In 1995, I began a series of research project to investigate the presence of religious icons, particularly pictures of Jesus, and the value people attach to these images. Initially I did a descriptive study to identify what specific icons were frequently found in the LDS homes, where these icons were displayed, and what value was attached to these images.
Using a variation of the Possession Rating Scale developed and validated by Marsha L. Richins (1994) to measure the public and private meaning of possessions I surveyed more than 200 active Latter-day Saints in Hawaii, California and Utah. The participants were asked to walk through their homes, identify any and all religious pictures they had, tell where the pictures were located in the home and identify the value that best described why they displayed the picture in their home.
The value options given to the participants were as follows:
- Enjoyment: The picture provides enjoyment, entertainment, improves my mood, provides comfort or emotional security.
- Represents interpersonal relationships: The picture reminds me of my relationship with a particular person, friend, or relative. It reminds me of my childhood
- Self-expressive: The picture allows me to express myself. It expresses what is unique about me, different from others
- financial: The picture is seen as having value in terms of money
- Appearance: The picture is beautiful or attractive in appearance. It improves the appearance of the place it is in
- Status: The picture has social prestige value. It gives me social status and makes others think well of me.
- Spiritual Protection: The picture provides me with a spiritual link to divine or higher forces. It gives me spiritual power or protection
- Personal: The picture reminds me and others of who we are and what we believe.
- Missionary: The picture tells others who I am and what I believe. It gives me the opportunity to talk with others about what I believe.
- No Value: The picture is just an item that I attach no particular value to at all.
The results show that LDS homes display and average of 4.2 pictures of Jesus, with a range of zero to as many as 25 pictures of the Savior per home. It was interesting to me that every participant who had no pictures of Jesus displayed in their homes (though few in number) expressed feelings of guilt, were apologetic, and offered explanations for not having them in their homes. More than two-thirds of the pictures displayed in the U.S. homes were of Jesus. The rest were of the temples, prophets, etc.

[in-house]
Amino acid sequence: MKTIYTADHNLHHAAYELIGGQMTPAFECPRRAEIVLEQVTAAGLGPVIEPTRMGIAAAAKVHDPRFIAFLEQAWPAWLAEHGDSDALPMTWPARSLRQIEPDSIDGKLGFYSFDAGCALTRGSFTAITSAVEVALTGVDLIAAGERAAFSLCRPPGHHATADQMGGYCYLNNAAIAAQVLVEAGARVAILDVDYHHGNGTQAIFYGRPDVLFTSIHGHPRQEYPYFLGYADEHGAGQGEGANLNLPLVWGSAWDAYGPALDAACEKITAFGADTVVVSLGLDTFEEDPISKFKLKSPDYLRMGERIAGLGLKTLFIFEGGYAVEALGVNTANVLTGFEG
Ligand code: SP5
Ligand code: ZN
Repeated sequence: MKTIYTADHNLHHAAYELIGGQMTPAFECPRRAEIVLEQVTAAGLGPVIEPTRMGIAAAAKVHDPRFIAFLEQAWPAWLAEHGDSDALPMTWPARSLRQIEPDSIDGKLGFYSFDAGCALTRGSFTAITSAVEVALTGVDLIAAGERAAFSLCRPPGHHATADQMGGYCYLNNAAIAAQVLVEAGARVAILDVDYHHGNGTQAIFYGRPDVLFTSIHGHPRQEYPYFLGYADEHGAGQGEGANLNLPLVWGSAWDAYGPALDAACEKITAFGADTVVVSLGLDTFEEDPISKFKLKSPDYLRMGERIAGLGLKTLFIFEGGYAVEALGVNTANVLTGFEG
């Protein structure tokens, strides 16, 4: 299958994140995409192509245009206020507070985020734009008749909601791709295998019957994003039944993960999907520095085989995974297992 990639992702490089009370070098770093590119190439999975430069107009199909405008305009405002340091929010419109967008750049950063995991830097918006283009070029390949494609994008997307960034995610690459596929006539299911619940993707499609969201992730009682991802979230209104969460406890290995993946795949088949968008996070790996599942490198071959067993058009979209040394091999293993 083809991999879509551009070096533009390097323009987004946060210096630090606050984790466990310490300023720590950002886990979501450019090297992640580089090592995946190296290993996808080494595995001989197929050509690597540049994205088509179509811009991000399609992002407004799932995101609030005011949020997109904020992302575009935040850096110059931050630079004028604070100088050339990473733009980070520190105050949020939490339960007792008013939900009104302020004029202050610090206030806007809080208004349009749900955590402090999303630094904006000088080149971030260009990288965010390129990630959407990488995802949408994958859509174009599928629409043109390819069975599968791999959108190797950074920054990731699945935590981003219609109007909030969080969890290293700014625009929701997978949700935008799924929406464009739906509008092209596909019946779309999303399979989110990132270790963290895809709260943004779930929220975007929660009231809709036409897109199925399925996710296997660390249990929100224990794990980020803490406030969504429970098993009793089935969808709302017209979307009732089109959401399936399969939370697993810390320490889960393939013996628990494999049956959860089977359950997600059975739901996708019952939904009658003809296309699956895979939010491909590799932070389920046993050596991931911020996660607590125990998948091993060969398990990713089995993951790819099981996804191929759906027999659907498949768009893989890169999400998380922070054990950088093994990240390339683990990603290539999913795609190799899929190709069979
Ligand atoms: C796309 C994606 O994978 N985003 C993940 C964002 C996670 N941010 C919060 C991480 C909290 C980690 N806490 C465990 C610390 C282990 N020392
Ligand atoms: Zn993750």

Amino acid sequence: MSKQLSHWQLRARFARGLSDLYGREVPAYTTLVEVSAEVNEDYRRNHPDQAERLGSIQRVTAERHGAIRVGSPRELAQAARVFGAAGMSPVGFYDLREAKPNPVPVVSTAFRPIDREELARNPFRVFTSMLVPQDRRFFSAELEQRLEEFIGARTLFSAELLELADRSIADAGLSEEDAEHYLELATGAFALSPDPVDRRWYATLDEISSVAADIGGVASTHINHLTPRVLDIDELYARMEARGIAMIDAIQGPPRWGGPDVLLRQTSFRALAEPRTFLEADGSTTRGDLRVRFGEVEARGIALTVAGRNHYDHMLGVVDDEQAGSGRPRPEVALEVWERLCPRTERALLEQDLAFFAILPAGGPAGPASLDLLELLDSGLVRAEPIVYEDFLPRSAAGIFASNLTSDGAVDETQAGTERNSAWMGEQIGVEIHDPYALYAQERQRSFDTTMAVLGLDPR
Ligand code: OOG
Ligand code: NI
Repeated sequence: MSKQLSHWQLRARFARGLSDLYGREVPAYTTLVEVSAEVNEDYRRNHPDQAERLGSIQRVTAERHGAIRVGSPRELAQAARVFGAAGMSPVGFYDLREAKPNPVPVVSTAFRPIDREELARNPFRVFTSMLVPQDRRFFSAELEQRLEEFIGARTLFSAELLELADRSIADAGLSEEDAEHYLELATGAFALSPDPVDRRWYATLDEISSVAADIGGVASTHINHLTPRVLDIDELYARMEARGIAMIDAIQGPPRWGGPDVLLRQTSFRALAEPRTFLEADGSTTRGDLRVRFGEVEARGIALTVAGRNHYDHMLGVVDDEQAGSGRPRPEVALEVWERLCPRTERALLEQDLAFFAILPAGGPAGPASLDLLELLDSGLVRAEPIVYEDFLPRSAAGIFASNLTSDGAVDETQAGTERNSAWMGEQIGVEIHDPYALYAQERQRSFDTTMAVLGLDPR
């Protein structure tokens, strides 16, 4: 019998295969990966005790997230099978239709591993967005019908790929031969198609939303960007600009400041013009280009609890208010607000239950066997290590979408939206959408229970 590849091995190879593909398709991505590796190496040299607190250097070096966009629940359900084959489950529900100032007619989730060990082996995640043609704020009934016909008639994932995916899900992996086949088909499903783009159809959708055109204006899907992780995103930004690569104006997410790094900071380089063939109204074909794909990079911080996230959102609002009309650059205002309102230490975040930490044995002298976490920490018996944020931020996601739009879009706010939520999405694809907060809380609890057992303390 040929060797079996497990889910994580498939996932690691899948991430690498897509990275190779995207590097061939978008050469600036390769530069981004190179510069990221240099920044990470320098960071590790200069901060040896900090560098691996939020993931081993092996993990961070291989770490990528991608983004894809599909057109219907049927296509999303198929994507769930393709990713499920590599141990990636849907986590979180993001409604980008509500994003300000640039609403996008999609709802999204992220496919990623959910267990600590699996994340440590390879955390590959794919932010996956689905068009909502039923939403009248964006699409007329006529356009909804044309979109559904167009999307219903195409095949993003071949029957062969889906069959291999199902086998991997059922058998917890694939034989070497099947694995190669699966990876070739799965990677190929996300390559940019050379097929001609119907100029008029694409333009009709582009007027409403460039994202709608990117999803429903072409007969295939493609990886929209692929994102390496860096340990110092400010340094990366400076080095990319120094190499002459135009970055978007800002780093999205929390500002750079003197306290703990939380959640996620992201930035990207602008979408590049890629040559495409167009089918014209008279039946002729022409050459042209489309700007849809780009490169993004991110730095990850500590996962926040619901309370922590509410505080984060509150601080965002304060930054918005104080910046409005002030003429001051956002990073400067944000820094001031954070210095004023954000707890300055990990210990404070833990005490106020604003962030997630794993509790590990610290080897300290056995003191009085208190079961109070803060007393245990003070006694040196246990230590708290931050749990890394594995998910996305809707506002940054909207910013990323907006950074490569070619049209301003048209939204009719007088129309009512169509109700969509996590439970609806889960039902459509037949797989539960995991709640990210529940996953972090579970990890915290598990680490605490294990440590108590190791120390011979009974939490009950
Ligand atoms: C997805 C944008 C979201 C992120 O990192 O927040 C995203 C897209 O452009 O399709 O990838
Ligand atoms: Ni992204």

These pictures were found in every conceivable room in the house, with 27% of them being displayed in the public areas such as the living room, den, kitchen, etc. nearly three-fourths of the pictures of Jesus (73%), however, were located in private or personal areas like bedrooms.
The value most frequently identified by the participants for these pictures of Jesus was that they served as a person reminder of who they were and what they believed. The second most identified value was enjoyment: they found that the pictures improved their moods and provide comfort. Third was that the picture represented some interpersonal tie; the picture had been handed down from grandparent to parent to child, etc. fourth, they liked the appearance or beauty of the picture. Fifth was the talismanic value: the picture was seen as giving them some spiritual power or protection (this was identified as a value by less then ten percent of the participants). Sixth, the pictures were identified as serving a missionary function (8,9%) and seventh, they values the picture as a means of self expression, a means of identifying how they were different from others.